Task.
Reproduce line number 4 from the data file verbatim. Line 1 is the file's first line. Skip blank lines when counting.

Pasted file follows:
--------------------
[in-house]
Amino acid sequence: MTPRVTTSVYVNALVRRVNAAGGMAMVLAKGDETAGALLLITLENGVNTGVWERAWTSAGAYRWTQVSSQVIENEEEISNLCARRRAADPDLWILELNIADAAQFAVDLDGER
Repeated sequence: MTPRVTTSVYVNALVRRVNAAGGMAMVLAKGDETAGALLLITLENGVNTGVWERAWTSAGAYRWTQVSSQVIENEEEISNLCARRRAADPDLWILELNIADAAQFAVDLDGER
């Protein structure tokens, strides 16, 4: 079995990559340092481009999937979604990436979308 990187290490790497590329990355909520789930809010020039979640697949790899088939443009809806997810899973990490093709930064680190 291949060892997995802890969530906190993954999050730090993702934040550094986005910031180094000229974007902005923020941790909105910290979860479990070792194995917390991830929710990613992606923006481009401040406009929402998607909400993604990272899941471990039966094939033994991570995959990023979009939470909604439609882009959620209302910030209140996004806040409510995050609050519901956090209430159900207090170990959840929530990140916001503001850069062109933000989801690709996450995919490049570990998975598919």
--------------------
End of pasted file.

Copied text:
């Protein structure tokens, strides 16, 4: 079995990559340092481009999937979604990436979308 990187290490790497590329990355909520789930809010020039979640697949790899088939443009809806997810899973990490093709930064680190 291949060892997995802890969530906190993954999050730090993702934040550094986005910031180094000229974007902005923020941790909105910290979860479990070792194995917390991830929710990613992606923006481009401040406009929402998607909400993604990272899941471990039966094939033994991570995959990023979009939470909604439609882009959620209302910030209140996004806040409510995050609050519901956090209430159900207090170990959840929530990140916001503001850069062109933000989801690709996450995919490049570990998975598919």